Rio Tinto launches investigation into missing radioactive capsule

WA has called on other states and the federal government to help with the capsule search.

WA has called on other states and the federal government to help with the capsule search. Photo: AAP

Rio Tinto will launch its own investigation into how a highly radioactive piece of equipment went missing somewhere over a 1400-kilometre stretch of Western Australia.

It comes as authorities also launch their own probe and begin to comb parts of the roads for the capsule, which is smaller than a 10 cent piece, between the WA desert mine site and Perth.

The capsule is understood to have fallen from a truck of a contractor hired to transport the device after leaving the site in Newman, in the Pilbara, on January 10.

Rio Tinto Iron Ore chief executive Simon Trott said the company was taking the incident “very seriously”.

“We recognise this is clearly very concerning and are sorry for the alarm it has caused in the Western Australian community,” Mr Trott said on Sunday.

“As well as fully supporting the relevant authorities, we have launched our own investigation to understand how the capsule was lost in transit.”

WA emergency services have called on other states and the federal government for support finding the capsule as they lack the equipment to search for the device.

The search has involved people scanning for radiation levels from the device along roads used by the trucks, with authorities flagging the entire 1400-kilometre route might have to be searched.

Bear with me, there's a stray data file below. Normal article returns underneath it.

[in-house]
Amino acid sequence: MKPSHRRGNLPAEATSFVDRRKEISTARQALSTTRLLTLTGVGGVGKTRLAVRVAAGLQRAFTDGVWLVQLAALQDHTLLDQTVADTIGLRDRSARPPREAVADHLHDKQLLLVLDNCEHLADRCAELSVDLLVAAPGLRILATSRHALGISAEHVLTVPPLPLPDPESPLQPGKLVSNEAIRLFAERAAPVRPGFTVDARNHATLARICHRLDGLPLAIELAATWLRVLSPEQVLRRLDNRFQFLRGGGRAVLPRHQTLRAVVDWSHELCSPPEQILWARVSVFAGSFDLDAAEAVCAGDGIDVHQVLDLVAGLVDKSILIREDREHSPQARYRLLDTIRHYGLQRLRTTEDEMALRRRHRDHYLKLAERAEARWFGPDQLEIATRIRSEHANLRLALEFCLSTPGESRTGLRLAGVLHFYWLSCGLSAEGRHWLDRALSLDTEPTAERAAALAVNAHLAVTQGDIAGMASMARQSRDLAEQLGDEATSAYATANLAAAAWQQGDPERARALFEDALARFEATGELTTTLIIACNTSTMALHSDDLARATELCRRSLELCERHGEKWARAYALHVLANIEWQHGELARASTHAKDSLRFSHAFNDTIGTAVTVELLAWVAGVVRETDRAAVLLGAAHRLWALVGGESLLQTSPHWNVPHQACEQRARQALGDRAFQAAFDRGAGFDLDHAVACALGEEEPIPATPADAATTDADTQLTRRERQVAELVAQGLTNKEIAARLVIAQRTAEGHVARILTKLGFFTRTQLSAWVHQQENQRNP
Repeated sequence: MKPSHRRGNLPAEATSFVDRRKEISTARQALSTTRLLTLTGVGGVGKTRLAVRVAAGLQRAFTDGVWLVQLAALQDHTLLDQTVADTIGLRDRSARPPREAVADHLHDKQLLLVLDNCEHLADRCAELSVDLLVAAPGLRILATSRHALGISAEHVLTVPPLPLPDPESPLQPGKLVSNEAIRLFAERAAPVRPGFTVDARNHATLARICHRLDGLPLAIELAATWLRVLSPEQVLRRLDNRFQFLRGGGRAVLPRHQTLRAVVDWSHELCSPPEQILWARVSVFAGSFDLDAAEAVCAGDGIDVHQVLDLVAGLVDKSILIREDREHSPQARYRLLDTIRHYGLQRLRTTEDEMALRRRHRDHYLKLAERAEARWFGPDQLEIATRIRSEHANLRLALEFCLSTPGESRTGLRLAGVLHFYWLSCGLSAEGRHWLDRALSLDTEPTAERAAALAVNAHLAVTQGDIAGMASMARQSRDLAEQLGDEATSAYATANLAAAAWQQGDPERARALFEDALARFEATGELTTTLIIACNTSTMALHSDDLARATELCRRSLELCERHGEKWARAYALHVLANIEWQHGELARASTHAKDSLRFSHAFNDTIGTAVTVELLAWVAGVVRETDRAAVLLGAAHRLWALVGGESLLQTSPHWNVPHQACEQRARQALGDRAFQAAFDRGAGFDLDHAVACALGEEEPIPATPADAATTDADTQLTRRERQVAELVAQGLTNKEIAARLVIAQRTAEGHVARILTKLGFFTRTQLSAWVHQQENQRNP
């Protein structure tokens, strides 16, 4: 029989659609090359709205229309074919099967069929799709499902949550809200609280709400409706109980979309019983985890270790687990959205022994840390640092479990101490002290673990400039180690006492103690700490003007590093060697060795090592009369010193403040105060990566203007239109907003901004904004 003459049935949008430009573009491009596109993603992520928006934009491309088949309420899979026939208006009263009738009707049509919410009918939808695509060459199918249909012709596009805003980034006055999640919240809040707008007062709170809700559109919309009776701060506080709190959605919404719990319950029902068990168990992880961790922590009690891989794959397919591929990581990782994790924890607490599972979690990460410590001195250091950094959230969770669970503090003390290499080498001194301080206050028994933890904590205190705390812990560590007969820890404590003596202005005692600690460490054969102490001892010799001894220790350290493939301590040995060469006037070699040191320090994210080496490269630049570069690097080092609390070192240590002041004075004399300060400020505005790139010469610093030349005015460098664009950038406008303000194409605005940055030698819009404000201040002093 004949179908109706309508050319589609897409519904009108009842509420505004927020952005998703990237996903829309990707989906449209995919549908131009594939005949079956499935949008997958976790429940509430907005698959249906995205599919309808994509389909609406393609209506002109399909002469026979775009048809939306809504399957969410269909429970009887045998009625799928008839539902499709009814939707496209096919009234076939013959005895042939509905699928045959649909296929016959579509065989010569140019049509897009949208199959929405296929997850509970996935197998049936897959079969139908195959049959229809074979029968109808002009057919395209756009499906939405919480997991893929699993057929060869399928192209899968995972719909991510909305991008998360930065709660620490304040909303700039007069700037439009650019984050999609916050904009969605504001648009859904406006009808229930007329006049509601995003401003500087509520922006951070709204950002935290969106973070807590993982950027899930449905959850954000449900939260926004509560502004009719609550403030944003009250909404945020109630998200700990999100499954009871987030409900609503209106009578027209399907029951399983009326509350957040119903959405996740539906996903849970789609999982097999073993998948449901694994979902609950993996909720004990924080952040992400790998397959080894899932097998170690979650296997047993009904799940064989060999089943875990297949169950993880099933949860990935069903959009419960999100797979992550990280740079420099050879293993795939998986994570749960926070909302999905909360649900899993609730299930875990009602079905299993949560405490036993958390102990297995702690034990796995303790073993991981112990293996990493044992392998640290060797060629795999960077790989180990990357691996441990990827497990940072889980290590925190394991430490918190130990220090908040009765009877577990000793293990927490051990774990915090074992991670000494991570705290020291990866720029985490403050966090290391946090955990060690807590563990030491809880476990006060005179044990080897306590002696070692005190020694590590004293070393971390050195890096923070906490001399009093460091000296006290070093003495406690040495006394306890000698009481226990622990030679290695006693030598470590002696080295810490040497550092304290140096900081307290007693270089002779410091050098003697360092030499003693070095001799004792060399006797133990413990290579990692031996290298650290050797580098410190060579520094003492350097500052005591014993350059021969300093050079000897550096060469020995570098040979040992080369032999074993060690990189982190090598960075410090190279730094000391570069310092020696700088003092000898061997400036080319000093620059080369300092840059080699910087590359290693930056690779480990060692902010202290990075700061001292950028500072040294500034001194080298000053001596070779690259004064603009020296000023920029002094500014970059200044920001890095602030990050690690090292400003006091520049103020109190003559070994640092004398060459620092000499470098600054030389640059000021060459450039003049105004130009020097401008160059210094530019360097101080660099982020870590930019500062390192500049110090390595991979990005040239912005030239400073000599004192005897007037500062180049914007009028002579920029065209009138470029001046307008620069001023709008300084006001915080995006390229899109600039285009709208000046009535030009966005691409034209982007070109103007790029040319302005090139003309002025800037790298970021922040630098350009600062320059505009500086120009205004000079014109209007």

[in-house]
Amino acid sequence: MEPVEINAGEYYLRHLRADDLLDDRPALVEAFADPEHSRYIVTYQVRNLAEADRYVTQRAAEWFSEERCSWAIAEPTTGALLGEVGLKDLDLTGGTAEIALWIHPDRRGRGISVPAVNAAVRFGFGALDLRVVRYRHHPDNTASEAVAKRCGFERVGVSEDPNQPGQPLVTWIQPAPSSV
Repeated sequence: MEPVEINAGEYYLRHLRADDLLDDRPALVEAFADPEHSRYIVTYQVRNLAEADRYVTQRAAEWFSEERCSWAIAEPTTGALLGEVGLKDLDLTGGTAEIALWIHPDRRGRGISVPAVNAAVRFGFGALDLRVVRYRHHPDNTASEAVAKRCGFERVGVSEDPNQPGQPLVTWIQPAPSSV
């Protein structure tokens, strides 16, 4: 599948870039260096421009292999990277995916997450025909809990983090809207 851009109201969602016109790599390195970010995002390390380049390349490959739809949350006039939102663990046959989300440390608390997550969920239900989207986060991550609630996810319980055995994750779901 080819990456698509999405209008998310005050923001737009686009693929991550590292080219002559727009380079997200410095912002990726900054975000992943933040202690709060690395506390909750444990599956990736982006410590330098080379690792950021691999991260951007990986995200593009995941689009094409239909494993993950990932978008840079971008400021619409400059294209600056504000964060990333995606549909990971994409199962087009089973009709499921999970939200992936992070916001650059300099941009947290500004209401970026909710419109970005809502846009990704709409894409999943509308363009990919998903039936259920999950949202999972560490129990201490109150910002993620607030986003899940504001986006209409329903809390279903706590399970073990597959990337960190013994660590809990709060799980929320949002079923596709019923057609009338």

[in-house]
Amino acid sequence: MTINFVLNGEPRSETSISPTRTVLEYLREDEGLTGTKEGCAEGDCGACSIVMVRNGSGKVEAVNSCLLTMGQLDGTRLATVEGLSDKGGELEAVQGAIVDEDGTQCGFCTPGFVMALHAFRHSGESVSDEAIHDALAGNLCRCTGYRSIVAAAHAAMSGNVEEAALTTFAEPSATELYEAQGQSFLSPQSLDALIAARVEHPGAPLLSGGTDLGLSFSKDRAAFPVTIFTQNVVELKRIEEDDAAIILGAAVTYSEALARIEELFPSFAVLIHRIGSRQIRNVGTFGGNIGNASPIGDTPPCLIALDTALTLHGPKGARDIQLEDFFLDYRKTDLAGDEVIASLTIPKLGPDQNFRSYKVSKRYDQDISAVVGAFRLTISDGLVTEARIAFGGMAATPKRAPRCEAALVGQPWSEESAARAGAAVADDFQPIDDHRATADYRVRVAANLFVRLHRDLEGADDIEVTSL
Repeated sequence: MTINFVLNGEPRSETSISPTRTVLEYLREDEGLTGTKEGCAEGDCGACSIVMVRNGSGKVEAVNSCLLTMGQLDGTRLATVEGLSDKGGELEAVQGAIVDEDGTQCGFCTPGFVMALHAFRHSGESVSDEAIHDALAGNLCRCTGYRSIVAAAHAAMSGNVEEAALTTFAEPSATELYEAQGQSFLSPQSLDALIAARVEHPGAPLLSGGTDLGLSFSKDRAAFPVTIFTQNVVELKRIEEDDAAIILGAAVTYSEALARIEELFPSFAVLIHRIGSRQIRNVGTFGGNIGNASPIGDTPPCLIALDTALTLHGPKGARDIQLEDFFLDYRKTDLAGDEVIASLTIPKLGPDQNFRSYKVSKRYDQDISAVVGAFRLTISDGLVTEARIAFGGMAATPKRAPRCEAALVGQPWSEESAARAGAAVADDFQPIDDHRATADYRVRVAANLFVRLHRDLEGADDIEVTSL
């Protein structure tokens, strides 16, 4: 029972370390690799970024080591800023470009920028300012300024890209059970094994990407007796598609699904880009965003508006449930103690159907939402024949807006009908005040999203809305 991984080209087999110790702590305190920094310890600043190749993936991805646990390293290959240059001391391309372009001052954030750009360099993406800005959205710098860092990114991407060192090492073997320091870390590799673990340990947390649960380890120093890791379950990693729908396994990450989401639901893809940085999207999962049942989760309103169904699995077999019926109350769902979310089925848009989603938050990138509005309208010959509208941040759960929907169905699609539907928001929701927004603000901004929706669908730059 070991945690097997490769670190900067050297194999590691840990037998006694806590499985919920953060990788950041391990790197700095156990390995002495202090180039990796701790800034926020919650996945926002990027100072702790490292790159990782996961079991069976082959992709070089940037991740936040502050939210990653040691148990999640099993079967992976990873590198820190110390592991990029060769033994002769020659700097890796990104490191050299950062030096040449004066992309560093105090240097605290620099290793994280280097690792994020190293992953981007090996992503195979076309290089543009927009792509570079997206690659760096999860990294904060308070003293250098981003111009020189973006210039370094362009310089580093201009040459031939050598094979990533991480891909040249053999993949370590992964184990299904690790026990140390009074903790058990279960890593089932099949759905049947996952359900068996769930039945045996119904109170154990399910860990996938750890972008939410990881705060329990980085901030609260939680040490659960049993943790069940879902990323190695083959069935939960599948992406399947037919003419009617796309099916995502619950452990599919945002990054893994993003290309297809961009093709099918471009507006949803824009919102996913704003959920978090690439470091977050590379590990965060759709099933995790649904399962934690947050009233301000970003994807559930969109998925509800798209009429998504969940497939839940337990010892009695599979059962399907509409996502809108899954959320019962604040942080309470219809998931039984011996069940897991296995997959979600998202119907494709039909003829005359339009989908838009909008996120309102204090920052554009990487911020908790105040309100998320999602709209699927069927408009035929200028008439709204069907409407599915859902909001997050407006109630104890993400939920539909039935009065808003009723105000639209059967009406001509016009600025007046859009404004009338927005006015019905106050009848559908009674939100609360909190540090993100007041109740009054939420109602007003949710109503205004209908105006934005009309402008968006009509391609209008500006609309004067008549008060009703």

Mr Trott said the mining giant was offering its full support to authorities and had done radiological surveys across the mine site and connecting access road.

WA’s Department of Fire and Emergency Services publicly announced the capsule had gone missing on Friday.

The silver 8mm by 6mm capsule is a Caesium 137 ceramic source commonly used in radiation gauges.

It emits dangerous amounts of radiation, which is the equivalent of receiving 10 X-rays in an hour.

It could cause skin burns and prolonged exposure could cause cancer. People have been warned it could have unknowingly become lodged in their car’s tyres.

It is suspected vibrations worked loose a bolt in the device the capsule was part of and the capsule then fell through that bolt hole.

The truck transporting the capsule arrived at a Perth depot in Malaga on January 16.

Mr Trott said the contractor was qualified to transport the device and it had been confirmed being on board the truck by a Geiger counter prior to leaving the mine.

Emergency services were notified of the missing capsule on January 25.

Police determined the incident to be an accident and no criminal charges are likely.


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